Urban Blight; Bowl Bailouts; Tough Stanford Schedule
The firing of Urban Meyer after 13 games as an NFL coach was stunning but inevitable.
From Florida to Ohio State to Jacksonville, Meyer's lapses in judgment have been legendary.
In Jacksonville, his time was a disaster almost from day one—kicking players, calling assistant coaches losers, hiring strength coaches with race-baiting backgrounds, twerking with a woman who wasn’t his wife, and berating his players on the sidelines and to the media.
Not to mention losing 11 of 13 games.
Meyer’s college glory days included three national championships, but were tainted by the enabling of a wife-beating assistant coach at Ohio State and the arrests of over 30 players during his tenure at Florida.
Yet Meyer was—and still is, by some—considered to be one of the best coaches in college football history. And he is only 57 years old. One must wonder: will some college program hire him?
In my mind, there’s no doubt someone’s going to give him another chance. Some lower level Power Five Conference team, seeking to turn its fortunes around, or a Group of Five team will hire him in the next few years.
It's happened before with disgraced coaches. Like Bobby Petrino—who was fired at Arkansas after an infamous motorcycle accident exposed an extramarital affair with a department staffer and who earlier had abandoned the Atlanta Falcons in mid-season. Like Hugh Freeze—who committed a raft of recruiting violations at Mississippi and used his university cellphone to book escort services.
Petrino caught on with Missouri State and Freeze is at that paragon of virtue, Liberty University.
And it'll happen again with Meyer. Some unprincipled AD looking for a few headlines, some TV dollars, and a potential turnaround will hire him. You can bet the ranch on it.
Rotten Peaches: This year’s Peach Bowl, featuring Pittsburgh vs. Michigan State, figured to be one of the best matchups on the over-loaded 42-game bowl schedule. It was to feature two of the best players in the country, Pitt quarterback Kenny Pickett and Michigan State running back Kenneth Walker, who finished third and sixth in this year’s Heisman Trophy voting.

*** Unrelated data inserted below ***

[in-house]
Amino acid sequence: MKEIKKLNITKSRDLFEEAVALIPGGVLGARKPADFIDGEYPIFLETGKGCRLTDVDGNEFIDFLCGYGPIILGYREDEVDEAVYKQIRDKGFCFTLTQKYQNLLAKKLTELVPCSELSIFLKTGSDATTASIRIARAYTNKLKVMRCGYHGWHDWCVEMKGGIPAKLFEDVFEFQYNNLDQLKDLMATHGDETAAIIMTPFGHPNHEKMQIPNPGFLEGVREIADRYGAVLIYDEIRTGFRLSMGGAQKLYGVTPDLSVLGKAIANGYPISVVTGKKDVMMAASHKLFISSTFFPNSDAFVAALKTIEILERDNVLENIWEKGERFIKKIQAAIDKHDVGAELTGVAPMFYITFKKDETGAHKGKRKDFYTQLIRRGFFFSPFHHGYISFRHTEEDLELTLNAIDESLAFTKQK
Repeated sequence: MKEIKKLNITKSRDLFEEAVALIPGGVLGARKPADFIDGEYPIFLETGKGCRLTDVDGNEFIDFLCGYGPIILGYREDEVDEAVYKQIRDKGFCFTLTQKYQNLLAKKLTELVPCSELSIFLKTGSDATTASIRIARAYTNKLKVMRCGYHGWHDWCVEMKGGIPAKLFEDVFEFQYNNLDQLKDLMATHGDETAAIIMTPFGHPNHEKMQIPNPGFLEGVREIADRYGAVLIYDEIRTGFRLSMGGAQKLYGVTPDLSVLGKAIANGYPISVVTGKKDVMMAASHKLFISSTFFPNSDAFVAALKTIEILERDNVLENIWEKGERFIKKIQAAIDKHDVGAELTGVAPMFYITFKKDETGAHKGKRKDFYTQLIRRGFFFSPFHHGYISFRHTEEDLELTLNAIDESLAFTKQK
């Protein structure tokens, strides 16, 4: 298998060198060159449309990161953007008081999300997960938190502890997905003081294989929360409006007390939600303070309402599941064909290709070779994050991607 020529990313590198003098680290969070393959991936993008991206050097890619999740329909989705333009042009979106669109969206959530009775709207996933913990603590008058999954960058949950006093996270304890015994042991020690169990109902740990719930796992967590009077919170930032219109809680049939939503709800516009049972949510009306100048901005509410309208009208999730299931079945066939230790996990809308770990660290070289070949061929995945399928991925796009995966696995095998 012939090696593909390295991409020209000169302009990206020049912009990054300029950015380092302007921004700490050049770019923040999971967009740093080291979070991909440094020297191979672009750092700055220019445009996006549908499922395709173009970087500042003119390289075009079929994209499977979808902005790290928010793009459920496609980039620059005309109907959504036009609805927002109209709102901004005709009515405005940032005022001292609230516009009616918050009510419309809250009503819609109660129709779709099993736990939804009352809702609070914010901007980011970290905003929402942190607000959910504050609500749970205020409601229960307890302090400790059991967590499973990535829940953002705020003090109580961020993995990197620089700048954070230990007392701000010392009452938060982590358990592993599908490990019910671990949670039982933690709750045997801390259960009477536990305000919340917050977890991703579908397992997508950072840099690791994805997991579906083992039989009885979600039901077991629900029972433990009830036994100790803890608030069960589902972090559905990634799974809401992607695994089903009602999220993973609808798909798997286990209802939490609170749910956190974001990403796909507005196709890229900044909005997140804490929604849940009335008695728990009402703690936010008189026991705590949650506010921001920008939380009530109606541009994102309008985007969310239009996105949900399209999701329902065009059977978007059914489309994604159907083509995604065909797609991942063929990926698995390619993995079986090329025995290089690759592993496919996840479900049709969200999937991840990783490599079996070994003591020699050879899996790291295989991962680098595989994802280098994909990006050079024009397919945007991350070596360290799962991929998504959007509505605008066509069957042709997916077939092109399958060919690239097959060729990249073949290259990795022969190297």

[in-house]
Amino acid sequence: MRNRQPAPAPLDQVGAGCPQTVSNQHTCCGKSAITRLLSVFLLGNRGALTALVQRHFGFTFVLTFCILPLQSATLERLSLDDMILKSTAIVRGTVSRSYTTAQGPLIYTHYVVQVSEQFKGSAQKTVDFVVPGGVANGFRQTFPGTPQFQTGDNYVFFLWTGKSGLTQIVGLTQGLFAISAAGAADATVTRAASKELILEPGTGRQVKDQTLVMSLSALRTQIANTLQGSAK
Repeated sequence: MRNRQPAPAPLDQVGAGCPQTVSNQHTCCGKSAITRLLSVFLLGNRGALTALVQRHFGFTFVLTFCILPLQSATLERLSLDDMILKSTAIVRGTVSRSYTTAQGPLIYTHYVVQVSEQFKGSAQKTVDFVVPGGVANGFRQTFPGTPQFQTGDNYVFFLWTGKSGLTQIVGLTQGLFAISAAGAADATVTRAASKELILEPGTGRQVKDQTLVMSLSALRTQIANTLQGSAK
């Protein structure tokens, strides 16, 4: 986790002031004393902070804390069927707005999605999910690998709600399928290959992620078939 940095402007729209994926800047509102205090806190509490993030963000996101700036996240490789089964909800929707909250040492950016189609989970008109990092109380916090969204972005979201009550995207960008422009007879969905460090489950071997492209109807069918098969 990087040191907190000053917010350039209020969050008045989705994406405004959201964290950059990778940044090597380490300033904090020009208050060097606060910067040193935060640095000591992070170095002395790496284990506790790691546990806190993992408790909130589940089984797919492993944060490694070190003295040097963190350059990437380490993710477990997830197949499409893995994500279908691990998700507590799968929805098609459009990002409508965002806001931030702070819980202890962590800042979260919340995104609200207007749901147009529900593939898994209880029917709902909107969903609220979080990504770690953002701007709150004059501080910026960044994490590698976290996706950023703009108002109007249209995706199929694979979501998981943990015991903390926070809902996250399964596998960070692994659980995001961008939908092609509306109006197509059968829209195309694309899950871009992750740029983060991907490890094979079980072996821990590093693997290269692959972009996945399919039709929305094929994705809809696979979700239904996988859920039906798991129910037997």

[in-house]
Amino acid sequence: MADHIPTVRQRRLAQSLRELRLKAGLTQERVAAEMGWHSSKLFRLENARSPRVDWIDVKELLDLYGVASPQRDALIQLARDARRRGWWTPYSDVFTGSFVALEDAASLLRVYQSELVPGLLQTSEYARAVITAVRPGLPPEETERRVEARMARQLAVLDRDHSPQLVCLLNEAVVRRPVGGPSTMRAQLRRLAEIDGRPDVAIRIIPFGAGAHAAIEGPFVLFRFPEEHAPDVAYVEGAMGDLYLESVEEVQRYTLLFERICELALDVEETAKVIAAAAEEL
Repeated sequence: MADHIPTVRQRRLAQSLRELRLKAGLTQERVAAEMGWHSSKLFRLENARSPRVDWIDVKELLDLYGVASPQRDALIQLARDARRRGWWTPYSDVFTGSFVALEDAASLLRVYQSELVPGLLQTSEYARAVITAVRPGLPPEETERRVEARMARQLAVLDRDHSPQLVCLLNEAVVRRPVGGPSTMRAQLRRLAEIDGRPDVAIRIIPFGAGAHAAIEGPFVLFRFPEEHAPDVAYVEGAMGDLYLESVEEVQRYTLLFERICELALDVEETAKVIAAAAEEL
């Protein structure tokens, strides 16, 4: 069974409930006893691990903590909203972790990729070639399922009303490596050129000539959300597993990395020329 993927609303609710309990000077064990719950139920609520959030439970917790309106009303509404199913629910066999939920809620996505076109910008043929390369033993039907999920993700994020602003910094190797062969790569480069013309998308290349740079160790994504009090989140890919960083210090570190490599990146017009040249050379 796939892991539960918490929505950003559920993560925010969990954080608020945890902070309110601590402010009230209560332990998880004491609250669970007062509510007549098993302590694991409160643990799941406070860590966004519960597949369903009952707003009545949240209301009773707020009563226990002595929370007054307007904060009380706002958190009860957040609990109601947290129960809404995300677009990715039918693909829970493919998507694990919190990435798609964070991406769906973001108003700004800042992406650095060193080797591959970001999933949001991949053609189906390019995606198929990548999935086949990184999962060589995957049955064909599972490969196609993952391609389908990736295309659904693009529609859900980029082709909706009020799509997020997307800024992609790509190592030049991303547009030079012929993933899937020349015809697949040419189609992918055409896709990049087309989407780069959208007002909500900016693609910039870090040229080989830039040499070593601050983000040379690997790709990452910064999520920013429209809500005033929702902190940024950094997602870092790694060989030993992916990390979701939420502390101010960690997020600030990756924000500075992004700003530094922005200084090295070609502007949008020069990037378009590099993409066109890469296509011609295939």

But both Pickett and Walker have decided to skip the bowl game to prepare for the NFL draft, which means the game can be scratched off the list of games to watch. Such a shame. And such a tough break for our old friend, Peach Bowl director Gary Stokan, in our opinion the nation’s best bowl boss.
Other big names are doing the same thing—like Iowa State running back Breece Hall and Oregon defensive end Kayvon Thibodeaux.
This whole trend started five years ago when Stanford's Christian McCaffrey decided to skip the Sun Bowl.
Since then, it’s become an epidemic. The lure of NFL money, the risk of injury, and pressure from agents worried about their own commissions have led many top players to skip "meaningless" bowl games.
Nowadays, it seems as though if a team isn’t in the College Football Playoff, it’s kosher for players entering the draft to bail out. It’s all part of today’s “me” generation.
But what about loyalty to your team and coaches? What about leaving your teammates high and dry before, at least in some instances (like the Peach Bowl), your team’s biggest game of the year?